-Mike Downs: 1973 Ayer High School alumnus, 2010 Washington State High School Coaches Hall of Fame Inductee. Downs begins his 32nd season as the head coach of the Vikings, with his teams advancing to the state tournament the last 11 out of 12 years, winning two years in a row with a 24-2 record each time (2005 and 2006). He has been named coach of the year several times in leagues around Washington, and in 2006 he was named by the National Federation of High School Sports as the Coach of the Year in Washington. That same year he was also named Sportsman of the Year by the Pacific Northwest Officials Association.
-Vic Parrette: 1978 Ayer High School alumnus, VP of Operations Radiation Power Systems/Milpitas High School football coach. Parrette was a football player at Ayer on the 77 championship team and coached the Milpitas Knights in the early 1990s before joining the Milpitas High football staff, where he coached 17 years.
“We think it’s a good thing to recognize people from the high school and to recognize other people in the community,” Lamb said. “We think it’s a great thing for the school district but also for the Milpitas community. “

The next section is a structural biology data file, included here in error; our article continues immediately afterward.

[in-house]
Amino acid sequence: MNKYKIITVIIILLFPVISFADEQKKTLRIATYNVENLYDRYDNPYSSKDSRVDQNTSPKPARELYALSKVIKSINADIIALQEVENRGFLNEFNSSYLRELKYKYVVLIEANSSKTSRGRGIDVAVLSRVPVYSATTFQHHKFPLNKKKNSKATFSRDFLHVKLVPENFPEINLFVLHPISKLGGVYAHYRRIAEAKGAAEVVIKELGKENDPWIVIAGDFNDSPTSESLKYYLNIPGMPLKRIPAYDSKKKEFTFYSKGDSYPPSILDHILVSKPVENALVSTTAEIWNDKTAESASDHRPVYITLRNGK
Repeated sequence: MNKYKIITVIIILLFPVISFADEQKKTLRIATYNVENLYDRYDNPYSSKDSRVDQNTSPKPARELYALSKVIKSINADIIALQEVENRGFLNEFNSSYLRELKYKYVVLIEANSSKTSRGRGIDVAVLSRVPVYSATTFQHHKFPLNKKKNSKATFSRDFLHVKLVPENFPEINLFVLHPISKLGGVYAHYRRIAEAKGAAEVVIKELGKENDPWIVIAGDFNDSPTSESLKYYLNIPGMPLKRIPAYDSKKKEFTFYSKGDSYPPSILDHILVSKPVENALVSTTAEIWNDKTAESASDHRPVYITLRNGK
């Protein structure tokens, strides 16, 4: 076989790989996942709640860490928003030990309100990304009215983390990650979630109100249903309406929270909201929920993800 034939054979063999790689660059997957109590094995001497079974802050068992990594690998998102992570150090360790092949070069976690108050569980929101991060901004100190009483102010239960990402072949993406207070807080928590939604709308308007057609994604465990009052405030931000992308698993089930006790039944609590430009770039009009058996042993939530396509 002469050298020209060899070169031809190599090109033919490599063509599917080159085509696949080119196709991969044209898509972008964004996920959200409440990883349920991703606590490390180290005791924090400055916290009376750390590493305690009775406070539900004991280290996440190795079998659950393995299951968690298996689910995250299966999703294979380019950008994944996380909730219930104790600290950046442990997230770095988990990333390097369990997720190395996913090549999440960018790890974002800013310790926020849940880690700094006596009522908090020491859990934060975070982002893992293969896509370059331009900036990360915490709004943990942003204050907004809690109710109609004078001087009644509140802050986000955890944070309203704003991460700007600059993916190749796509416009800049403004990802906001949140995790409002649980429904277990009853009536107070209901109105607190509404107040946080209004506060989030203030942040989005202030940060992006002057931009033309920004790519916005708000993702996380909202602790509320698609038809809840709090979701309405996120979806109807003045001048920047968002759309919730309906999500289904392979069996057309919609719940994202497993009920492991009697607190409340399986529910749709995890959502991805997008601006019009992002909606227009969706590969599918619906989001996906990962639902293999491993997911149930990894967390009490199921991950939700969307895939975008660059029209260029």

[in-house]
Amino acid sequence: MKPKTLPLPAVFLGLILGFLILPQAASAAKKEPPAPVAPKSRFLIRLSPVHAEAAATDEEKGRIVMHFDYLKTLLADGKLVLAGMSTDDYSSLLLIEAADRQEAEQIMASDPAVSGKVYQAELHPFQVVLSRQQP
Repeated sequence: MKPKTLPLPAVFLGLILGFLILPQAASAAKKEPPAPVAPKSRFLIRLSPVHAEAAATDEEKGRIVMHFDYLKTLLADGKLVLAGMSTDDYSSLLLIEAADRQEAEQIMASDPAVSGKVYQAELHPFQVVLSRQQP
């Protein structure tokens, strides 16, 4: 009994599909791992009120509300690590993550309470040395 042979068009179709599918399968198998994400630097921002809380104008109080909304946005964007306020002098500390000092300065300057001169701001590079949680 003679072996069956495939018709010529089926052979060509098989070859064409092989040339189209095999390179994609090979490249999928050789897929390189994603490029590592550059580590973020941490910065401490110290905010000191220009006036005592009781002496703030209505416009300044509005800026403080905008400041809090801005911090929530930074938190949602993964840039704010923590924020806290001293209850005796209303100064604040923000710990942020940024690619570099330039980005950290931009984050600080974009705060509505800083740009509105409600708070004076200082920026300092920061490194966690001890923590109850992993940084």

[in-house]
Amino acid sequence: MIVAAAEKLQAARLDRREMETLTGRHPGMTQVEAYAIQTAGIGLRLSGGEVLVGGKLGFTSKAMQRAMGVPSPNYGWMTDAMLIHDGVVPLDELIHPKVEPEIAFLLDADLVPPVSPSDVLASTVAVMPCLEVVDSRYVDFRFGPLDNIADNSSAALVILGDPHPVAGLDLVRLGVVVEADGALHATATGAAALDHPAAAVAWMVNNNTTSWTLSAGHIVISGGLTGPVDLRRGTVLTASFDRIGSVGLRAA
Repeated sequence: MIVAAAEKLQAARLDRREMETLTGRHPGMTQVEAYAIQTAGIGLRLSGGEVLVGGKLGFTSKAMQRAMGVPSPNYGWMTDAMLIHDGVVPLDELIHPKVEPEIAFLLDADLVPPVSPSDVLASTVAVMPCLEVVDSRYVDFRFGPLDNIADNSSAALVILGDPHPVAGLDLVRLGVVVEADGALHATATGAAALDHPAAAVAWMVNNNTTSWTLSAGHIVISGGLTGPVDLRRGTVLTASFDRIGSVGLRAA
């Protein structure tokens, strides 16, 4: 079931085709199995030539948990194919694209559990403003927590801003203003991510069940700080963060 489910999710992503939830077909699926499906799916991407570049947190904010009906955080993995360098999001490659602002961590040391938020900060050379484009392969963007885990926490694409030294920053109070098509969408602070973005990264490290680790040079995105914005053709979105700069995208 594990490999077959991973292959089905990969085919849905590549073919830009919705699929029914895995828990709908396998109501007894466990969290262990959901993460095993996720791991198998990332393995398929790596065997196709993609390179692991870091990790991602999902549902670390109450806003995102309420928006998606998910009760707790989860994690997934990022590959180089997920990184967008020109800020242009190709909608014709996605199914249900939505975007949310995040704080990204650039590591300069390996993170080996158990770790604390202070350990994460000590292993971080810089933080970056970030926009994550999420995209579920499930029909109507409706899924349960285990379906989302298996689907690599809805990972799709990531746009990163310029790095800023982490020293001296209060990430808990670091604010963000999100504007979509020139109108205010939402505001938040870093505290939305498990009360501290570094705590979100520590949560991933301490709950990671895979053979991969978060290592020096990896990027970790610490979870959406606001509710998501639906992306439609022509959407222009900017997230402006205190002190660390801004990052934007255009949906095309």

Lamb said he is hoping at least 100 people attend the event in which profits from the evening go to the annual Milpitas High School Hall of Fame Scholarship. This scholarship is awarded to a graduating male and female senior, distinguished by academic achievement and service to the community.
“We like to give up to three $500 scholarships,” he said.
Donations will be available during the evening for additional scholarship contributions. For those who cannot attend the dinner but wish to make a donation, mail your donation to Lamb at the address listed below.
The cost of the dinner is $45 per person. Seating is limited so complete the form below today and send it with your check to Lamb at Milpitas High School, 1285 Escuela Parkways, Milpitas, CA 95035. The deadline is March 4.
For more information, email Lamb at firstname.lastname@example.org or call (408) 592-4918.